Heh. Antarctica doesn’t mess about with skyscraper-sized icebergs. It goes straight for city-sized icebergs.

  7. Strength of Lenin

    I see you made the funny papers again….http://sci-ence.org/lunar-erratum/

  8. Agersten

    “enfloenated”?

  9. Mapnut

    Slight error in the article, the 175,000 sq. km. area given is the catchment area, not the actual glacier. If the glacier is 250 km long,it would have to be 700 km wide. Usually we state things the other way around. I guess ice is flowing from both sides to the center, where it makes a right or a left turn and officially becomes part of the glacier.

  10. concerned earthling

    Somebody please group all the global warming nay-sayers and dump them in that crack. We will have an increase in IQ of (remainder of) mankind, cleaning of trash and filling that crevice — all achieved in one go. Lol.

  11. Renee Marie Jones

    It would be so cool to do a fly-through of a 3d model!

  12. MW

    While I agree the Earth is warming, my understanding (from news media reports) is that this particular giant iceburg is a regular once-in-a-decade event. This particular glacier regularly grows an ice sheet until it gets big enough to break off, then the process repeats, with approx 10 year period.

    This looks to cover it quite well:

    http://www.terradaily.com/reports/A_Crack_in_the_Pine_Island_Glacier_Ice_Shelf_999.html

    There ARE climate change concerns over Pine Island Glacier, but this calving event is not one of them.

  13. MKS

    Now that’s a nice crack; I wonder what the punch line is?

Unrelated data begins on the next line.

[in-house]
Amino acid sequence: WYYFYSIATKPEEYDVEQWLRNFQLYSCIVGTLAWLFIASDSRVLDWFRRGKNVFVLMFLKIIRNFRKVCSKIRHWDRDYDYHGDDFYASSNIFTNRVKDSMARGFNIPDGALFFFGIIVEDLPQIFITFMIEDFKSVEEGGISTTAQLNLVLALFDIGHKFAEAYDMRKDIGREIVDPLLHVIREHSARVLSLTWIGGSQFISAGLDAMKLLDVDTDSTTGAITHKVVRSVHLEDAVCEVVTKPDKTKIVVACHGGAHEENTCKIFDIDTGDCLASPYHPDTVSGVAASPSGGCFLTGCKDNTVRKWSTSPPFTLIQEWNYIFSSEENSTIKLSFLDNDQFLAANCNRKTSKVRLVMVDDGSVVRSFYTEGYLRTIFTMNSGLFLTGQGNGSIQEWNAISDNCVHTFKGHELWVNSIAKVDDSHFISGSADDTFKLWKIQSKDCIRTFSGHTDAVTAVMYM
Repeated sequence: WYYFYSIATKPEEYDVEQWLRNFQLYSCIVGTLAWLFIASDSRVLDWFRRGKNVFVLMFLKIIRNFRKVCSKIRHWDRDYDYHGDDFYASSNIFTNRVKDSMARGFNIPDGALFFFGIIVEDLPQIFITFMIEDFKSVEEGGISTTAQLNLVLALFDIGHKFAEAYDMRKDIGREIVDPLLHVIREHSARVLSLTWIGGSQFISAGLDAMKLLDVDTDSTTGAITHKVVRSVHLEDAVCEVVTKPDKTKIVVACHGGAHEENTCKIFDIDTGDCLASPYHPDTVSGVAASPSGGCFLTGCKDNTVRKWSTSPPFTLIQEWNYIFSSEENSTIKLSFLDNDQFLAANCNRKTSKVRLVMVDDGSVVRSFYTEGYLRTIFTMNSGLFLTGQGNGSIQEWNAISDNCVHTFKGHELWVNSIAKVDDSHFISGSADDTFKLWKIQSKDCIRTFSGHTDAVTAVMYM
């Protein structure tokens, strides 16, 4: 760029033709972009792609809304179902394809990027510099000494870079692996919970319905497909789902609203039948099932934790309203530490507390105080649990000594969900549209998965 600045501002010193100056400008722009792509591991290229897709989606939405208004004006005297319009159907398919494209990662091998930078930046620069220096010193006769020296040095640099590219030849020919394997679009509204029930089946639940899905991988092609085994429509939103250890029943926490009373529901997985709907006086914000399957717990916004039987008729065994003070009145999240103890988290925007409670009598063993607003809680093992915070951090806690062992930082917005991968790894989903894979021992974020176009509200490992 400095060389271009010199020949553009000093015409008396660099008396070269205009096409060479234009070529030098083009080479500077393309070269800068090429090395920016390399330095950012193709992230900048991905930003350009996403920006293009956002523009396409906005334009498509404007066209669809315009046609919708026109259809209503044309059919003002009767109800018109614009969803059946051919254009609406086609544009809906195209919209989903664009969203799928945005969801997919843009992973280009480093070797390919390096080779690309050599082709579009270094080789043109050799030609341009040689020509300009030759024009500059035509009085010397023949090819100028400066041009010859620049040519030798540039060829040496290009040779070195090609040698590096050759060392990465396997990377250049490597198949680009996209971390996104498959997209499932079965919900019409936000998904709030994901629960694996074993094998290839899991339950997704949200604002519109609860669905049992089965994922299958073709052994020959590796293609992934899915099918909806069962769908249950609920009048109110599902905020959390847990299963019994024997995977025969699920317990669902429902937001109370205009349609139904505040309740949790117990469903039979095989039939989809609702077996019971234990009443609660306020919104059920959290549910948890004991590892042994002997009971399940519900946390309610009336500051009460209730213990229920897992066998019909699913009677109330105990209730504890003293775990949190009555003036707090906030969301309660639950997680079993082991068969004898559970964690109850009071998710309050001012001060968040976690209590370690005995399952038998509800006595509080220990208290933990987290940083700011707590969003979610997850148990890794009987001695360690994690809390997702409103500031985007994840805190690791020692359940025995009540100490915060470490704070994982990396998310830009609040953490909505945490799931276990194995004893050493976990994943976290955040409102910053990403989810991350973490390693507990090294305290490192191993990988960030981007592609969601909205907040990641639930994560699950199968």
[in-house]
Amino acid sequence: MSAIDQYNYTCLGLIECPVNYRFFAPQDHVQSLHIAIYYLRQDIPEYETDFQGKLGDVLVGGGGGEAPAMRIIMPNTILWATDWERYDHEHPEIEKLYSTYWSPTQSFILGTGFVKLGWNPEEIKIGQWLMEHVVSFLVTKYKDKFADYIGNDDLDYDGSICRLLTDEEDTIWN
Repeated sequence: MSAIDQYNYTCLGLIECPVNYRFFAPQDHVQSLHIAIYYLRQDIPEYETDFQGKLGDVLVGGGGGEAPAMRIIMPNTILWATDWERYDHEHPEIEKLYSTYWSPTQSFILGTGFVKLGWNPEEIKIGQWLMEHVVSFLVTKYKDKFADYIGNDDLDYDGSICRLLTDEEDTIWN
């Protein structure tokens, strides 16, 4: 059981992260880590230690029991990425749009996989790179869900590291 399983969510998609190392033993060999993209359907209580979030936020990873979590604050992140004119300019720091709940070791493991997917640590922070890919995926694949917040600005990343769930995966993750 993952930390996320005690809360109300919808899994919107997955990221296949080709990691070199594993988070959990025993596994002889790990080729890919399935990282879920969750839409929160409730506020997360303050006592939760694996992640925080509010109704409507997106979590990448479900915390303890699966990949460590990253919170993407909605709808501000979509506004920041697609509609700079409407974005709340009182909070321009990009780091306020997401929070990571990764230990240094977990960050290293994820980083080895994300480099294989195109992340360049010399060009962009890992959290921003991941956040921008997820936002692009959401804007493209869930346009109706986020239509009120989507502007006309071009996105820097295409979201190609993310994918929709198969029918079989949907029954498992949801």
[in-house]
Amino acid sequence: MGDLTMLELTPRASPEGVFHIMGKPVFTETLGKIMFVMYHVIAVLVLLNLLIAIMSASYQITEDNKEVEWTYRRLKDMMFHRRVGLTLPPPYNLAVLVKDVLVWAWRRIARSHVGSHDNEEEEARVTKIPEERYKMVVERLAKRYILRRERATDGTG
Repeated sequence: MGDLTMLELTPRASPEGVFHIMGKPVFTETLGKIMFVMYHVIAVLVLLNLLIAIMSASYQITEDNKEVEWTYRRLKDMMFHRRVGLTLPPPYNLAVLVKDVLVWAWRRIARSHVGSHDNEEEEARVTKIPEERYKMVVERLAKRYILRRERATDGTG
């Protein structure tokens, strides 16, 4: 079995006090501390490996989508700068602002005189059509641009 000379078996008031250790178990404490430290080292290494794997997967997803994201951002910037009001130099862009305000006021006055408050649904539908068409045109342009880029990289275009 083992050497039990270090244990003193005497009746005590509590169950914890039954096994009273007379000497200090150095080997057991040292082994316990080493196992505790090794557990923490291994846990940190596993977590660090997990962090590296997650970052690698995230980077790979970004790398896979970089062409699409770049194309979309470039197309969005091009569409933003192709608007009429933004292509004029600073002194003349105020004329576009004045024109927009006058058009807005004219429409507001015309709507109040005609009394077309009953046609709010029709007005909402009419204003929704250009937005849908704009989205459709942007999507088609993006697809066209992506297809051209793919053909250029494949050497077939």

14. The earth is just freaking amazing.

  15. But where’s the pines and islands that give this glacier its name? ;-)

    It’s wikipedia page :

    http://en.wikipedia.org/wiki/Pine_Island_Glacier

    mentions a couple of interesting points incl. that it was first visted by humans in 1985 – a surprisingly short time ago, that it may be Antartica’s weak underbelly and there may be a sub-glacial volcano located fairly nearby.

    Semi-relevant here note that those climate contrarians who think Antartica supports their case somehow are well advised to look at this link :

    http://www.skepticalscience.com/antarctica-gaining-ice.htm

    and this one :

    http://www.youtube.com/watch?v=-wbzK4v7GsM&feature=player_embedded

    part of the excellent Climate crocks series by Peter Sinclair which is well worth watching in full. (Click on my name for the newest one on Muller’s BEST study which again confirmed the reality of Human Induced Rapid Global Overheating which the BA discussed a few weeks ago.)

  16. ‘Bigger than the state of Iowa’, umm that’s nice. I haven’t a clue how large Iowa is, but if you were to say ‘half the area of Germany’. That would be illustrative. I suppose you have to write for a U.S audience, but remember folks from the rest of the planet read your blog too.

  17. Gary Ansorge

    Man that’s a lot of fresh water. Where’s a Saudi Prince with a tug boat when you need him?

    Gary 7

  18. Mapnut the area of a glacier is equal to its catchment. So this is correct. This crack was not evident in MODIS imgery from October 5, MODIS from 11/3 shows it well indeed. This glacier does periodically release large icebergs, but the glacier has thinned, accelerated and retreated significantly in the last 15 years.

  19. Joseph G

    @16 Jeremy Thompson: Thing is, there’s no one landmark (or country) that’s intimately familiar to everyone. Any metaphors are going to fail with part of the audience.
    Personally, I’d go with “bigger then a s**t-ton of f**king massiveness,” but I understand that Phil wants to keep it classy :D